Lee Smith believes she just had the worst Airbnb experience ever. And after you hear — and see — what she (and her cat) endured during the past month, I think you might agree.
Her tale is a harsh reminder of the risky nature of shared-space rentals. Smith assumed the Airbnb host had properly vetted the man with whom she would be sharing an apartment. Unfortunately, that doesn’t appear to be the case.
Renting a “fabulous” Airbnb in Toronto for three months
In late August, Smith was looking for a three-month apartment rental. Because of the pandemic, she had lost her job as a baker, so affordability was important.
“I’ve used Airbnb in the past, so I thought that would be a good place to start my search,” Lee recalled. “Keeping my budget in mind, I looked at the shared-space rentals.”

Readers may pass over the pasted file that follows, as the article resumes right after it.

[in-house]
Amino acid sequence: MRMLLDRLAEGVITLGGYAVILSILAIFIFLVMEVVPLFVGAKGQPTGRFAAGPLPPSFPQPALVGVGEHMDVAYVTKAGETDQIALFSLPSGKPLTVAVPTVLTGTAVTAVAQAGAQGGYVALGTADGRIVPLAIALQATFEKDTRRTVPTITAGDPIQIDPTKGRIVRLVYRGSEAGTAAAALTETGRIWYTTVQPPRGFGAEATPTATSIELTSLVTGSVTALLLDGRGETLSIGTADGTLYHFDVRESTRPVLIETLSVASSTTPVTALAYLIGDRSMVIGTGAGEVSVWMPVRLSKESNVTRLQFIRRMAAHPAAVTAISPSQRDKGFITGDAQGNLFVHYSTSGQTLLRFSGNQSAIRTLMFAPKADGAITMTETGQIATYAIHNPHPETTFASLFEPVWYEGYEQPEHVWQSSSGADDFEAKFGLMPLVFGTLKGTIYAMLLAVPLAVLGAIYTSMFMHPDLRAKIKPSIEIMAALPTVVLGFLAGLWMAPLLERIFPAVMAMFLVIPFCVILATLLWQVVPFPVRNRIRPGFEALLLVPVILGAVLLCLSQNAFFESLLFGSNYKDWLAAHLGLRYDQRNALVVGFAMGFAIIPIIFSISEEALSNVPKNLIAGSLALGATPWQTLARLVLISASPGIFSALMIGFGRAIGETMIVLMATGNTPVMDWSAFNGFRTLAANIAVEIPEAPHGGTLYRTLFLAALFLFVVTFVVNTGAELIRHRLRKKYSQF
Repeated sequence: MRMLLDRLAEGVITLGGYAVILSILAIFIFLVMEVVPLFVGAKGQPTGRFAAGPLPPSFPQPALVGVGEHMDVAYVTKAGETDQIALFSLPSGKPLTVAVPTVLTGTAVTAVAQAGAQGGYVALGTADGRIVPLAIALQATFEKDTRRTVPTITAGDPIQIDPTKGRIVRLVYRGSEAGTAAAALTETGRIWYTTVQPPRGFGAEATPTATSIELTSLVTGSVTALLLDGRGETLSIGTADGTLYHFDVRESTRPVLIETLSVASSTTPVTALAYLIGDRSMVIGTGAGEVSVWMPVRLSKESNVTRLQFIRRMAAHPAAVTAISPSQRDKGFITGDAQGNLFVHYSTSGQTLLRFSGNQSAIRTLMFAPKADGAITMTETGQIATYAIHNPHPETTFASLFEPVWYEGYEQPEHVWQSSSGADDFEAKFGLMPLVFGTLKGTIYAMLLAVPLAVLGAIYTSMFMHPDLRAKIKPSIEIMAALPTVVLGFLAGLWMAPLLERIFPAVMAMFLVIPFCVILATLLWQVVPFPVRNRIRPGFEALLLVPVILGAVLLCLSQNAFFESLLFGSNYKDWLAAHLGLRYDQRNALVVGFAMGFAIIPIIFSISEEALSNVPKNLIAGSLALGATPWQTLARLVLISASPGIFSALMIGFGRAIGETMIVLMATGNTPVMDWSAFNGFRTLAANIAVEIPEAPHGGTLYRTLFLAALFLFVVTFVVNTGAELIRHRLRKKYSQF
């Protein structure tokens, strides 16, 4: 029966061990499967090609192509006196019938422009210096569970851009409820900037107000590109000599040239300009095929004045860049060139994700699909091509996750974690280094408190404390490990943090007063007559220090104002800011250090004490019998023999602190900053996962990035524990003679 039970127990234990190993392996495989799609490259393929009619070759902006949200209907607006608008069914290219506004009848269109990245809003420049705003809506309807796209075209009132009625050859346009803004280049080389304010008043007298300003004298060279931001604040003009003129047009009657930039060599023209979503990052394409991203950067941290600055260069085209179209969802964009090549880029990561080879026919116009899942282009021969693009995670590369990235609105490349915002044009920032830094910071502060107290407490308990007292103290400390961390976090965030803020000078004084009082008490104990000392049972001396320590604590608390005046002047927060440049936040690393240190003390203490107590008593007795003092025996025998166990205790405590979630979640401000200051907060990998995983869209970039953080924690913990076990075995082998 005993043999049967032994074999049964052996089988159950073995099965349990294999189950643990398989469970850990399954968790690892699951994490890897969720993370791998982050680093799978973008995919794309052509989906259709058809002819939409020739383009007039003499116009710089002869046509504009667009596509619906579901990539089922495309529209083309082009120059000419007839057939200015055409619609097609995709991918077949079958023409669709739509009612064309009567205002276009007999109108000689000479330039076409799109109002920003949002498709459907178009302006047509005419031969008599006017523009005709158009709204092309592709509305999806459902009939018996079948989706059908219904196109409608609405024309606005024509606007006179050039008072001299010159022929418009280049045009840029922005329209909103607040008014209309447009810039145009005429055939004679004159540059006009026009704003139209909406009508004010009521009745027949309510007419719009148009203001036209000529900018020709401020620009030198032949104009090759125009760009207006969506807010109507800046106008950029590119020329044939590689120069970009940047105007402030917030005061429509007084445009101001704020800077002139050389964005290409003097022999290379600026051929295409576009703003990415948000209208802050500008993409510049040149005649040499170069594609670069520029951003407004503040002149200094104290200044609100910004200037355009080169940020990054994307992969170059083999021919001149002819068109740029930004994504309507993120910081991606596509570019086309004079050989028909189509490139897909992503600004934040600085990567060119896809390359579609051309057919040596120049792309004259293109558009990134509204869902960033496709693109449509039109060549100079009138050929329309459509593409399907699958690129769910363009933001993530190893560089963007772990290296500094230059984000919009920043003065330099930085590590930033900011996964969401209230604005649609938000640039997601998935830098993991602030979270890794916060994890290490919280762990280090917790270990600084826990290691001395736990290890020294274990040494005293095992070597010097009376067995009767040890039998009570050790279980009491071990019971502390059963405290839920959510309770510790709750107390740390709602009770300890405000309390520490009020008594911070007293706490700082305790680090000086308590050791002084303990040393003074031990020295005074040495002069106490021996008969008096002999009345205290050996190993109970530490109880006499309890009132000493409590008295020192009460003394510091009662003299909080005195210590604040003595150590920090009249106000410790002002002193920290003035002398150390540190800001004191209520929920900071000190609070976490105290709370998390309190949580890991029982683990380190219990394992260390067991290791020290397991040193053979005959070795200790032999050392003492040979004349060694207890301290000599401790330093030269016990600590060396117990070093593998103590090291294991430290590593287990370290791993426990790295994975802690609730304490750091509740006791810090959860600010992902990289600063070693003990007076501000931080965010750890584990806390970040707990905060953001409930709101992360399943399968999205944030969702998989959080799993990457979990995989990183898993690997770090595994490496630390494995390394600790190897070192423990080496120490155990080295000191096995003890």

Lee says after some time browsing the Airbnb site, she came across a property that looked promising. The title of the listing called it “Fabulous.”
The photos of the property showed a basic but clean apartment. The cost fit her budget, and Lee noted that Airbnb had deemed the host a SuperHost. According to Airbnb, SuperHosts are “experienced hosts who provide a shining example for other hosts and extraordinary experiences for their guests. Once a host reaches Superhost status, a badge will automatically appear on their listing and profile to help you identify them.”
That little badge boosted Smith’s confidence about the listing.
“Before I booked the property, I asked the host about the roommate,” Smith remembered. “She told me that he’s a nice guy — a drinker who keeps to himself. She said I wouldn’t have any problems with him.”
Although Smith was a bit concerned about living with an older man, the host vouched for the prospective roommate, and the price was right. Pressed to find a place to live that would fit her budget and welcome cats, Smith confirmed the three-month rental.